The ABCs of SPFs

The ABCs of SPFs

Are you protecting your skin from the sun? Do you know what SPF (sun protection factor) to use? We spoke with Piedmont dermatologist Jodi Ganz, M.D., to find out what those SPF numbers really mean.

“The SPF number means it would take you that much longer to burn than you normally would without sunscreen,” says Dr. Ganz. “If it takes you 10 minutes to burn, then using an SPF5 means it would take you five times longer, or 50 minutes, to burn. An SPF10 means you could stay in the sun 10 times longer, or 100 minutes."

But Dr. Ganz cautions that most sunscreens “break down” on average in two hours, meaning they lose their ability to protect you. So, you must reapply sunscreen every two hours. These days, sunscreens offer SPFs higher than 90.

Dr. Ganz says an SPF90 is better than an SPF30, but the difference is only minimal.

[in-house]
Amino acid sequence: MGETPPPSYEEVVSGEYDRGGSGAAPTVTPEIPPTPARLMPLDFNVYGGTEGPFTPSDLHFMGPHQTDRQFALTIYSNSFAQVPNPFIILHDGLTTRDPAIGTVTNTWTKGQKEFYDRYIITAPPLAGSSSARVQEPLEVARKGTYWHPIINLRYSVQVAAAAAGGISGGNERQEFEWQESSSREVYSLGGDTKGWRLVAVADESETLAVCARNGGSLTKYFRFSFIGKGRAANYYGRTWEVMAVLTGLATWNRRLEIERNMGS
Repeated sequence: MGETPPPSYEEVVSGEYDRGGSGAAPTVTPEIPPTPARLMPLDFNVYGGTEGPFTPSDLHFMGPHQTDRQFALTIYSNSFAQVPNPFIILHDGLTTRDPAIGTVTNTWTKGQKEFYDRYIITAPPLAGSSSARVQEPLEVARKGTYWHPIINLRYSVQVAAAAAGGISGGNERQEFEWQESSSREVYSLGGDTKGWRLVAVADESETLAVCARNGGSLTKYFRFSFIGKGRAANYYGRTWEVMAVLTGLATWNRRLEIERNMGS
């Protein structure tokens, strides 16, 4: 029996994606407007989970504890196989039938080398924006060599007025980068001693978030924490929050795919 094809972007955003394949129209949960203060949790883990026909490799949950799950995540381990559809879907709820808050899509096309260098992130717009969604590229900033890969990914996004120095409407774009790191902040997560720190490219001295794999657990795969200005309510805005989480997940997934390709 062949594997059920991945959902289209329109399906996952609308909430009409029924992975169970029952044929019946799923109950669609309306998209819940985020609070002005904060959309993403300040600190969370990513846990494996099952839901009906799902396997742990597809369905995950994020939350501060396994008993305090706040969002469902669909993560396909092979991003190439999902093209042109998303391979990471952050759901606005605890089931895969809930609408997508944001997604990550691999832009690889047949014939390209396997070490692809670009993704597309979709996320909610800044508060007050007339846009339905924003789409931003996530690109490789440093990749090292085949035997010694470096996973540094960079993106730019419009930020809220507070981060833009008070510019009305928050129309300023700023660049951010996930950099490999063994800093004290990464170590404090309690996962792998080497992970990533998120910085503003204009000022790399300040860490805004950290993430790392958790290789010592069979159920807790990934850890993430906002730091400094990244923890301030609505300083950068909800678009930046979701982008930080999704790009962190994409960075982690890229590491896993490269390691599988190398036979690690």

“As a rule, anything over 30 is good,” she says. “No matter what the number, it will only last two hours before you need to reapply.”

Dr. Ganz says you should apply one ounce (a shot glass) of sunscreen over your entire body every two hours. Of that, about a tablespoon should go on your face.

“If you’re at the pool for a whole day, you can easily go through a bottle of sunscreen if you’re applying it properly,” says Dr. Ganz, who recommends using sunscreens that block both UVA and UVB rays.

UVA rays have long-term aging effects and cancer effects on the skin. UVB rays are the ones that burn. She says your goal with wearing sunscreen should be to protect yourself down the road from aging and skin cancer. If your goal is to look tan, she recommends self-tanners.

“The newer ones do a good job of not being orange and streaking,” she says. “If you want an all-over tan, the spray tans at salons are good.”

Learn more about cancer prevention, wellness and treatment.


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